I failed them all but I have learned a lot. So I will try the first two again exactly like I tried them and change the third goal to 200 workouts instead of 365. I secretly hope that I’ll still make it to 365 but have my doubts. 200 seems very doable, though. And if I wouldn’t set any goal to hold myself accountable, I would probably reach just about zero on December 31st.
Goal 1: What Is the Problem with Veganism?
I’ve set the goal to do this as strictly as possible. And once you do that you’ll find yourself googling just about every single food item you would buy or which you are about to consume and learn about many curious ingredients which may or may not be made of some kind of product of animal origin.
Check this particular problem: Many candy items contain a tiny amount of tartaric acid as colorizing additive. This is usually a byproduct from wine production, in which gelatin is usually used to clear out lint materials to make the wine see-through. Gelatin is made of connective tissue from pigs, mostly. See how complicated this can be?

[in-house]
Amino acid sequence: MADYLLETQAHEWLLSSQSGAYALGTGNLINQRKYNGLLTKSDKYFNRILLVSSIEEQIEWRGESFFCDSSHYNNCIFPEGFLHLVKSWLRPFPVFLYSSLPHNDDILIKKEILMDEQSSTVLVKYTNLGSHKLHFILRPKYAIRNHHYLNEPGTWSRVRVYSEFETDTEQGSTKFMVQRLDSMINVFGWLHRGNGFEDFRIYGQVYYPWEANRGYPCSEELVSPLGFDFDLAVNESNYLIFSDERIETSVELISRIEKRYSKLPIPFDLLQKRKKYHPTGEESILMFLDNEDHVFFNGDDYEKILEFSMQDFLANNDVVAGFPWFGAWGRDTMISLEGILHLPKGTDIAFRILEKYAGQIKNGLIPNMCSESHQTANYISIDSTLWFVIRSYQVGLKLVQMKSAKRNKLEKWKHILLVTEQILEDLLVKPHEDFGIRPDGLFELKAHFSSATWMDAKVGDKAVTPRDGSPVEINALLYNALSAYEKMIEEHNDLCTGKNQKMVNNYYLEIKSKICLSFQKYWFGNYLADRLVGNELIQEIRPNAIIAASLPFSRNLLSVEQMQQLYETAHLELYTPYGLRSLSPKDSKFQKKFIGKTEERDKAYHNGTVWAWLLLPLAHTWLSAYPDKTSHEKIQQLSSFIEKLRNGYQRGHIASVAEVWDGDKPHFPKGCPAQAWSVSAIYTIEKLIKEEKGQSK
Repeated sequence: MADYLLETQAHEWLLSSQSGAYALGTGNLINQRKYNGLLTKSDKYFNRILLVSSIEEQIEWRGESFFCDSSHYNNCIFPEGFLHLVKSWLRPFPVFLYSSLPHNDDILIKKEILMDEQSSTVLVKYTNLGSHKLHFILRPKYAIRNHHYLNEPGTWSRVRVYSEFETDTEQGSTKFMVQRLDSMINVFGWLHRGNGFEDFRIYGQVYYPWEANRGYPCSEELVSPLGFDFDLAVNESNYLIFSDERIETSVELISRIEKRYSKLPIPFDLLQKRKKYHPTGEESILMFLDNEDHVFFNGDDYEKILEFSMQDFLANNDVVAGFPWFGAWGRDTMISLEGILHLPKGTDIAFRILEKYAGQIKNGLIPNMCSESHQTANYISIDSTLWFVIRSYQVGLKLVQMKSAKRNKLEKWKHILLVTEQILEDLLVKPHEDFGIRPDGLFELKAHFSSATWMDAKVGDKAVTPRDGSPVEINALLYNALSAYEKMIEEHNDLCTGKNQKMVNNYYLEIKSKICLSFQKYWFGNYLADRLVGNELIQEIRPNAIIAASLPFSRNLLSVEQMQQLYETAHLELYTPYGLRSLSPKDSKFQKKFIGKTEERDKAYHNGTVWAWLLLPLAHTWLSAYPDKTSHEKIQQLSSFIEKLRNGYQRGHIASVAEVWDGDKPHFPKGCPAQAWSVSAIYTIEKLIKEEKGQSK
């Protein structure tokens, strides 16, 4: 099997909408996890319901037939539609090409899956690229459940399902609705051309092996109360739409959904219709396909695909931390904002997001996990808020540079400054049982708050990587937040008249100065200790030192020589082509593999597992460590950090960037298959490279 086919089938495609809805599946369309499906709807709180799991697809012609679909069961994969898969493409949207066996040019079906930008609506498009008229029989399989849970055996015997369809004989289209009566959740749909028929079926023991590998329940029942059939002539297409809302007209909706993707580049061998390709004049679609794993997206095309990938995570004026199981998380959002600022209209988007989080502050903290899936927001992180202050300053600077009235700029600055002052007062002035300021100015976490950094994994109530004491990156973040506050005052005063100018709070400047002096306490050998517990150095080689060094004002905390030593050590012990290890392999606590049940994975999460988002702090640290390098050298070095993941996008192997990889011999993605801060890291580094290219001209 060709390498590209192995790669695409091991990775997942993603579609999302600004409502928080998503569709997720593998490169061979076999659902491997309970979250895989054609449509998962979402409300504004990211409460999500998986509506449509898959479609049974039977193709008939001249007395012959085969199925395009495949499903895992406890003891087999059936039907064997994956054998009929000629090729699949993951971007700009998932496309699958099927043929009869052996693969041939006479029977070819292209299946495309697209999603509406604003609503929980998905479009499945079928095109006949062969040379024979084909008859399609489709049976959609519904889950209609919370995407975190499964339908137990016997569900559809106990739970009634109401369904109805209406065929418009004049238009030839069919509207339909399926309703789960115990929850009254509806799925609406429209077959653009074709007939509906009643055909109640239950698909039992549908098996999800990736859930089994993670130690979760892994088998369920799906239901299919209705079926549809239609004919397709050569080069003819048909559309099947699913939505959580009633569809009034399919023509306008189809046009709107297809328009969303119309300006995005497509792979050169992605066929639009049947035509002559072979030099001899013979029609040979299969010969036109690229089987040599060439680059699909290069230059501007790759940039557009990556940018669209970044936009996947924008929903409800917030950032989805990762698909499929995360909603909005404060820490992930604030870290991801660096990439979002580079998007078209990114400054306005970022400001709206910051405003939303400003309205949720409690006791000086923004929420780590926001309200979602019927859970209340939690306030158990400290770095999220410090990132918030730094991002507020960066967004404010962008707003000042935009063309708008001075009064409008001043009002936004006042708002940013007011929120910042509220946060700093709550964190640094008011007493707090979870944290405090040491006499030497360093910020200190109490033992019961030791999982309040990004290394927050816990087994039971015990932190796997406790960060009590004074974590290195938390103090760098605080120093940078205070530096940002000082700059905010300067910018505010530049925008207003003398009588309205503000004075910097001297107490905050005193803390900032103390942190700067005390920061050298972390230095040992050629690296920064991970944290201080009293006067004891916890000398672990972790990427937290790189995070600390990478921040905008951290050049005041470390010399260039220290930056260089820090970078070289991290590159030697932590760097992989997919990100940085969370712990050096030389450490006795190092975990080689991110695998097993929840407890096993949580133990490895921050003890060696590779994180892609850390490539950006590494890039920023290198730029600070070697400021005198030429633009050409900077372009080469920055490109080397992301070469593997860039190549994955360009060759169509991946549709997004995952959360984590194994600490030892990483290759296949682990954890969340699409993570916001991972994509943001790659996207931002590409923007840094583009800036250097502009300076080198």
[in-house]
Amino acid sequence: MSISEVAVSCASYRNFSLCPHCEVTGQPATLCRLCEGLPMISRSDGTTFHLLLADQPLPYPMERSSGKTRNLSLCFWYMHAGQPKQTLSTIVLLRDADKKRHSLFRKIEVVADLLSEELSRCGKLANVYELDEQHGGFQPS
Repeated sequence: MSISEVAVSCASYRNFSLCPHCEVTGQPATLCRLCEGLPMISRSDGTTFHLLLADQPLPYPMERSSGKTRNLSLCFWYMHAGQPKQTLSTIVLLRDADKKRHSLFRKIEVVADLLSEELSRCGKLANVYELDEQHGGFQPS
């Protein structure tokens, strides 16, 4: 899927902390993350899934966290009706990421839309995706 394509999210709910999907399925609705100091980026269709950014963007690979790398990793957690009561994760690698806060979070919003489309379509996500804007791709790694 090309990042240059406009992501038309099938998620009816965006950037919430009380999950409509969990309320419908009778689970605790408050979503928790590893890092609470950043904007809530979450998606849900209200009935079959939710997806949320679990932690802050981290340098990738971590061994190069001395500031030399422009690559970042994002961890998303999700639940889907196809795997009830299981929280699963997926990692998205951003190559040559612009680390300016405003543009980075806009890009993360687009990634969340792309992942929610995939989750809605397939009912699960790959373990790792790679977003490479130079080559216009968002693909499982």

Of course, there are helping websites out there which make it a lot easier to find out the origin of the thousands of chemical additives in our daily foods, but they also just scratch the surface. As I’ve found out, lots of producers don’t even know how the food they’re selling is made. So you can’t even trust their judgment all the time.
Not to mention going to restaurants and asking the staff. They sometimes don’t even know that a salad containing beef filet stripes isn’t even vegetarian. It’s a “salad”, after all, right?